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Transportation prices set record for rate of decline in February

Logistics Managers’ Index captures fastest price drop in 6.5-year history

Market may be nearing bottom, report says. (Photo: Jim Allen/FreightWaves)

Transportation prices fell in February at the fastest rate recorded in the six-and-a-half-year history of a monthly survey of supply chain executives.

The Logistics Managers’ Index (LMI) registered a reading of 36.1 for transportation costs in February, 5.9 percentage points lower than in January and below the prior record, which was established in December.

A level below 50 indicates contraction while one above signals expansion.

The report said the rate declines were “a little more pronounced in the later portions of the month than in the beginning of the month.”

“February is generally a low point seasonally due to the consumer spending hangover from the holidays in the U.S. combined with slowness in imports due to Chinese New Year, and that was certainly reflected this year,” the report stated.

It also acknowledged the large sequential decline from January was likely tied to severe winter storms in December, which pushed shipments into January, providing a bump in demand and the rate index.

The rate commentary in the report was similar to the movements seen in FreightWaves’ spot truckload rates. Spot rates stepped notably higher in late December and early January but declined through February.

Chart: (SONAR: NTIL.USA). The National Truckload Index (linehaul only – NTIL) is based on an average of booked spot dry van loads from 250,000 lanes and 10,000 daily spot market transactions. The NTIL is a seven-day moving average of linehaul spot rates excluding fuel. To learn more about FreightWaves SONAR, click here.

Transportation capacity (70.4) expanded at a high rate again in February, hovering near the all-time high of 73.1 recorded in October.  

Transportation utilization (51.9) remained in growth territory, albeit 5.1 points lower than in January. Downstream respondents, mostly retailers that are closer to the consumer, registered a utilization reading of 59.5, while those upstream at the wholesale level returned a reading of 45.1.

Downstream supply chain operators also provided a higher reading for transportation prices (44.9) than those upstream (30.6).

“Downstream respondents are much more bullish on future growth across transportation metrics than their Upstream counterparts,” the report said. “If those future predictions were to bear out, we may find ourselves in a situation similar to 2019, where the transportation market is down due to weakness in B2B freight, but the overall economy and some elements of the logistics industry are buoyed by strong consumer spending.”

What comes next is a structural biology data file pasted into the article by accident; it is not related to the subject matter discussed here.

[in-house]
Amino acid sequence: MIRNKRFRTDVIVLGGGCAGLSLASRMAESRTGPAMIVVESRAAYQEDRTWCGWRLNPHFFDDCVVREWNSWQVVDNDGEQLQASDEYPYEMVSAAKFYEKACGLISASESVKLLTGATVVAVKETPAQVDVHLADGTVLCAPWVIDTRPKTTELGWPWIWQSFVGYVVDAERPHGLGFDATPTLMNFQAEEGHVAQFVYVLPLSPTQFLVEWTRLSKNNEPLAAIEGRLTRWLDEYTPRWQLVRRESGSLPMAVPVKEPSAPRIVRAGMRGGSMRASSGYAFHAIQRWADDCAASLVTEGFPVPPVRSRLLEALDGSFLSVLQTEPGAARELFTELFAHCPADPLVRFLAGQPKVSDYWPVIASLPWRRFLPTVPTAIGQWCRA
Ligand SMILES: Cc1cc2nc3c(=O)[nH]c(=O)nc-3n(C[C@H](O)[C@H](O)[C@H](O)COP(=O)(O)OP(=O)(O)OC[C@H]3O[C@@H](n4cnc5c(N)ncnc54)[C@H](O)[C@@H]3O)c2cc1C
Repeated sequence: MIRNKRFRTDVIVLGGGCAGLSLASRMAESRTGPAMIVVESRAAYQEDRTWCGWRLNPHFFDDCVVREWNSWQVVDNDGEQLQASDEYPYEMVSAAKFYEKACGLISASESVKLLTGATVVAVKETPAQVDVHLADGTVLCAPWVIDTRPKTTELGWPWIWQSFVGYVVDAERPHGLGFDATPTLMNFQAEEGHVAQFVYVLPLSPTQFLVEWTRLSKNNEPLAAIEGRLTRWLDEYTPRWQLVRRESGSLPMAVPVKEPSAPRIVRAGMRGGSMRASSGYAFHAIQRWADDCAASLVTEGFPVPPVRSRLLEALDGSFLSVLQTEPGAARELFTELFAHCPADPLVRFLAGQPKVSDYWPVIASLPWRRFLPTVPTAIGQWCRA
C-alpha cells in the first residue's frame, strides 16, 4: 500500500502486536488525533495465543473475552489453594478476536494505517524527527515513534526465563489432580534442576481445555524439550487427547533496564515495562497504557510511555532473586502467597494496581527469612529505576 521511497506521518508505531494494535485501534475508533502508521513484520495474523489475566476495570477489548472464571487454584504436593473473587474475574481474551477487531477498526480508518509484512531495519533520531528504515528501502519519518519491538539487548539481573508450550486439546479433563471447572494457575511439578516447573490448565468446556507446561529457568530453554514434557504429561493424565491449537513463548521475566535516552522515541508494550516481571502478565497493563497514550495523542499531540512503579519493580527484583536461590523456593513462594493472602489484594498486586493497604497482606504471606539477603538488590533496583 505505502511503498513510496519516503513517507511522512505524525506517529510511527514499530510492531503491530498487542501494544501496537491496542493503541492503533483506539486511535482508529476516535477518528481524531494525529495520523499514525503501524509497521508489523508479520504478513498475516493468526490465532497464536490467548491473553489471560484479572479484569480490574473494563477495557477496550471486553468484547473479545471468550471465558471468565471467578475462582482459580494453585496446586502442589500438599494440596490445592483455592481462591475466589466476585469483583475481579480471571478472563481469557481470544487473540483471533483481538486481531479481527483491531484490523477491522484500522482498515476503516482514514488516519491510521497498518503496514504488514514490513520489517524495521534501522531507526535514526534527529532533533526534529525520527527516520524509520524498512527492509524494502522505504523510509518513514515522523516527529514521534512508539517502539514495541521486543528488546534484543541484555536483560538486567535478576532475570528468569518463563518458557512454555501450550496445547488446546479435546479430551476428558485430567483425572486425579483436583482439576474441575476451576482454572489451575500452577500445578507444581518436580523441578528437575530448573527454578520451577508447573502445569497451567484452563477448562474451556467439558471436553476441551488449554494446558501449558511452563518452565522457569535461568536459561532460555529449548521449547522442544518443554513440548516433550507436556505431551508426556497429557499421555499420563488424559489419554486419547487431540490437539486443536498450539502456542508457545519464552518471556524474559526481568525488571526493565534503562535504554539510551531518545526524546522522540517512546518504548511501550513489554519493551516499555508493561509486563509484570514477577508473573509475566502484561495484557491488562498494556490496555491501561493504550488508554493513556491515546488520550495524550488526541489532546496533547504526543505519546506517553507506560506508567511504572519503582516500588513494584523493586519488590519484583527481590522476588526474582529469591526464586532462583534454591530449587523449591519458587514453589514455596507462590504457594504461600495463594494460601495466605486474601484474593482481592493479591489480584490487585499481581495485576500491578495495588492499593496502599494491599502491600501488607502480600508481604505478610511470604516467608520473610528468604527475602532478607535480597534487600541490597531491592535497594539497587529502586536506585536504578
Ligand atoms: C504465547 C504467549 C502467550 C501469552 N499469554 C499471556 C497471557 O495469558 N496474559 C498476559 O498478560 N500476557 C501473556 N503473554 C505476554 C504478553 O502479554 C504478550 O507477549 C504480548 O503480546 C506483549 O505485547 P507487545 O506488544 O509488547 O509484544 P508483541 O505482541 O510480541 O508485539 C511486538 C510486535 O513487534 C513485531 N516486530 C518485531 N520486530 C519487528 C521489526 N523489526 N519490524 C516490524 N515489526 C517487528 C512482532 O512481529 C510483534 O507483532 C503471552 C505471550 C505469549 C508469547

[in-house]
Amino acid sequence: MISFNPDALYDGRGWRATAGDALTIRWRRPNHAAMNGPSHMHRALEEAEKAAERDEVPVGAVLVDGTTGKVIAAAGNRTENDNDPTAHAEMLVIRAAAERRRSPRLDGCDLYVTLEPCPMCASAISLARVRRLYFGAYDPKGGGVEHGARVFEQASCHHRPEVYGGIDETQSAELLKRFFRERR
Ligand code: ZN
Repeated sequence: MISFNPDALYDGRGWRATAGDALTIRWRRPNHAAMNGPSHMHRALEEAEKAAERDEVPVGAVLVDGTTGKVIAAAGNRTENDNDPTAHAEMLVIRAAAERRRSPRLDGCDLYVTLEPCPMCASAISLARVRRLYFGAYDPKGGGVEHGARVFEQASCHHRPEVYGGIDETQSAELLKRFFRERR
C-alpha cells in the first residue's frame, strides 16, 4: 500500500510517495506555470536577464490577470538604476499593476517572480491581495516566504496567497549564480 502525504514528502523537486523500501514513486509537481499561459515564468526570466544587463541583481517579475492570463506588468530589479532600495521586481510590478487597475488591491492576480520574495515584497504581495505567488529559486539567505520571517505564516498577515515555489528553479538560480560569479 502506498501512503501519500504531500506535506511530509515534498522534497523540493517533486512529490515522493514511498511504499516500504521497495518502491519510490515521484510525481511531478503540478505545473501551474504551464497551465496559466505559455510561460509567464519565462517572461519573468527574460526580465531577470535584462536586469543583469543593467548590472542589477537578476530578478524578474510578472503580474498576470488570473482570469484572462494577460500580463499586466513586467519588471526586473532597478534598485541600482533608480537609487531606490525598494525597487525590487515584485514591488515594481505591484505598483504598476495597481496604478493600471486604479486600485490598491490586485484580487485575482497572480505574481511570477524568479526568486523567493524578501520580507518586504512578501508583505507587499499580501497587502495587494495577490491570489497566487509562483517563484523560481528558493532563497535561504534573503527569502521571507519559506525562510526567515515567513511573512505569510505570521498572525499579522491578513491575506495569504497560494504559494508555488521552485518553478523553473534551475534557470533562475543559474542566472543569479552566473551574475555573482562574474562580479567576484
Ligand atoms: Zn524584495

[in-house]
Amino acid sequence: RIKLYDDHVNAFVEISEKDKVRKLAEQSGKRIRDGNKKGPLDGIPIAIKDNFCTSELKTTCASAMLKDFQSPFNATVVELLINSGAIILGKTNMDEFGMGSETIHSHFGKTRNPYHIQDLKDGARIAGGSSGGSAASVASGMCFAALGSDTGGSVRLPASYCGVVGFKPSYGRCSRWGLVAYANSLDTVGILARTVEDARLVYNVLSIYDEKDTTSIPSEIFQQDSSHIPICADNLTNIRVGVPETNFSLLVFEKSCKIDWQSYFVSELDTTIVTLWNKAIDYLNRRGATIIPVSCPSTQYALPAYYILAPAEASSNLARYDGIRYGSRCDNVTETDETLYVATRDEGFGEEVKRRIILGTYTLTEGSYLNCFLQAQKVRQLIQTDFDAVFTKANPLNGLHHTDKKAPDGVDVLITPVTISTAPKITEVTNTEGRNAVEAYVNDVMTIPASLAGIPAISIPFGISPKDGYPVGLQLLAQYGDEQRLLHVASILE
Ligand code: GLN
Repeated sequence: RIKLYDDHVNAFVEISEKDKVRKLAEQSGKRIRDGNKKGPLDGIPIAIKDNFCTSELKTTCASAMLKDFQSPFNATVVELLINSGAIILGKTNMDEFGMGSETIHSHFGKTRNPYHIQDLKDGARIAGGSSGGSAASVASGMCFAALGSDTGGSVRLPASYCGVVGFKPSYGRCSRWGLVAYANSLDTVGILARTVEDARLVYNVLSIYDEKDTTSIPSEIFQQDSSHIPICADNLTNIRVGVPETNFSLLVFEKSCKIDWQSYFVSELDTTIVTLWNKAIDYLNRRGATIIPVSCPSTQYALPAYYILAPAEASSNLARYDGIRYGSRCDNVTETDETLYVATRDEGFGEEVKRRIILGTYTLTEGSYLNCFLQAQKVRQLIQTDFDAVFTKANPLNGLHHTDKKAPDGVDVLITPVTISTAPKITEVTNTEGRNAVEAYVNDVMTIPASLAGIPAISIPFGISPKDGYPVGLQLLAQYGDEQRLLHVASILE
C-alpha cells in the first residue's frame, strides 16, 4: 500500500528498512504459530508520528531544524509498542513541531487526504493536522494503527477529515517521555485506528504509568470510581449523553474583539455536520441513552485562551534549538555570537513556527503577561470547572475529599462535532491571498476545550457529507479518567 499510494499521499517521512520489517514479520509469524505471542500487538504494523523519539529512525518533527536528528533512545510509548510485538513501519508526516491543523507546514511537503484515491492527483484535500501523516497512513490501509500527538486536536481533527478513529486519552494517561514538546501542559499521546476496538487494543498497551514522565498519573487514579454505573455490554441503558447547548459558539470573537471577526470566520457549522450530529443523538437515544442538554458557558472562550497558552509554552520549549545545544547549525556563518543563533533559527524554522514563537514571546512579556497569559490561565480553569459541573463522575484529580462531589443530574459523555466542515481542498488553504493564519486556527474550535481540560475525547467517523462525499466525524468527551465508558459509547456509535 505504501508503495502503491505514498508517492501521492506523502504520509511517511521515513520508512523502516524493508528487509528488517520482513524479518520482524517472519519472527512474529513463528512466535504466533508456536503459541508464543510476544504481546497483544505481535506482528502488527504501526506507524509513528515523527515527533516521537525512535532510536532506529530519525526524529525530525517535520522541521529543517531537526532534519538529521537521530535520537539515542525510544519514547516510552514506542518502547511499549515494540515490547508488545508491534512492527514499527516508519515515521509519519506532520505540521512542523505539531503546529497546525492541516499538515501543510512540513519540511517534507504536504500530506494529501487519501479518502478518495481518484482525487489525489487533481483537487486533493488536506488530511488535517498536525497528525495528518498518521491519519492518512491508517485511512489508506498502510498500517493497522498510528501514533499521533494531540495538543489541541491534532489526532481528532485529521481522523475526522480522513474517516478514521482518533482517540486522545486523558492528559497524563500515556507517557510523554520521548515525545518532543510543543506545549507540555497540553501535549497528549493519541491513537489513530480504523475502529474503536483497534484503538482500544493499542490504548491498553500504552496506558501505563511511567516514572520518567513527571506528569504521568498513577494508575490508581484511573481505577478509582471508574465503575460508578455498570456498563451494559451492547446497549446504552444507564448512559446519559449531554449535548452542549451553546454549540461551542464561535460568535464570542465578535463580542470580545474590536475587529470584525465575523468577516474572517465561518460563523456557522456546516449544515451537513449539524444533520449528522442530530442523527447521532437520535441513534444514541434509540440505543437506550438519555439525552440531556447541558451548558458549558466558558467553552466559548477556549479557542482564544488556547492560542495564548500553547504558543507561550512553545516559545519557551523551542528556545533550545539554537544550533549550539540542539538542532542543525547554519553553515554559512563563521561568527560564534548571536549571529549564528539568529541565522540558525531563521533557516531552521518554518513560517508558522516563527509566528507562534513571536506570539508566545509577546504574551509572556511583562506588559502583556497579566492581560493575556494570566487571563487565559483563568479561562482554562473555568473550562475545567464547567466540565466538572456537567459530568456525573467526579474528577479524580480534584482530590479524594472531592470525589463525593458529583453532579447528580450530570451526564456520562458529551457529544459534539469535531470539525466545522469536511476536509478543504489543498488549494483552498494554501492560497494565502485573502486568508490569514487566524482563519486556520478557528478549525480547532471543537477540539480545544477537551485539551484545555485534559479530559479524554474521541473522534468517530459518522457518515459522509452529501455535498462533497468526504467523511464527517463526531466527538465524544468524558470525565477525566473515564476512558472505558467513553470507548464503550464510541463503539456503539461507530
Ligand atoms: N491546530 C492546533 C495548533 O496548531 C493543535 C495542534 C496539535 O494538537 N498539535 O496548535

The report pointed to recent less-than-truckload intraquarter updates, suggesting shipments have stabilized, as reason to believe the cycle may be nearing a recovery.

“While the freight recovery has not yet begun, it does seem that we may have hit, or at least gotten close to, the bottom of the market,” the report said.

When asked about transportation prices over the next 12 months, respondents returned a neutral level of 50. However, those downstream (61.5) were expecting meaningful increases while those upstream (44.4) expect rates to contract.

Inventory levels (62.4) expanded at a similar rate to January, “lending further credence to the idea that firms are continuing to rebuild inventories after running them down through much of the back half of 2022.”

Inventory costs (70.9) still grew at a fast pace but the subindex was down 3.3 points sequentially.

Warehousing capacity (56.6), up 10.2 points sequentially, moved into expansion territory for the first time after 30 months of contraction. However, warehousing utilization (70.3) continued to climb, up 3.2 points during the month, and warehousing prices (73.3) remained elevated but 13.1 points lower than a year ago when inventories peaked.

“A lack of supply has been the primary driver behind inflation over the last year; this includes the lack of the necessary supply of warehousing,” the report stated. “As warehousing becomes more available, supply chains will become more efficient, and the costs of holding and moving goods will decrease — something that should have a significant impact on inflation.”

Overall, the LMI stood at 54.7 in February, down 2.9 points from January.

The LMI is a collaboration among Arizona State University, Colorado State University, Rochester Institute of Technology, Rutgers University and the University of Nevada, Reno, conducted in conjunction with the Council of Supply Chain Management Professionals.

More FreightWaves articles by Todd Maiden

NTI average drops another cent to $2.38


  1. Adrian D. Morgan

    Buz is exactly right. Flying the moronic flag of ” out of control spending “, exhibits the lack of responsibility to truckers and us as citizens of the United States. Government is the only entity that can cause inflation.

  2. Buz Apodaca

    The main reason for inflation is out of control government spending. They make a big deal of having to raise interest rates. The government, evil morons out of control IS THE REASON OF INFLATION.

Comments are closed.

Todd Maiden

Based in Richmond, VA, Todd is the finance editor at FreightWaves. Prior to joining FreightWaves, he covered the TLs, LTLs, railroads and brokers for RBC Capital Markets and BB&T Capital Markets. Todd began his career in banking and finance before moving over to transportation equity research where he provided stock recommendations for publicly traded transportation companies.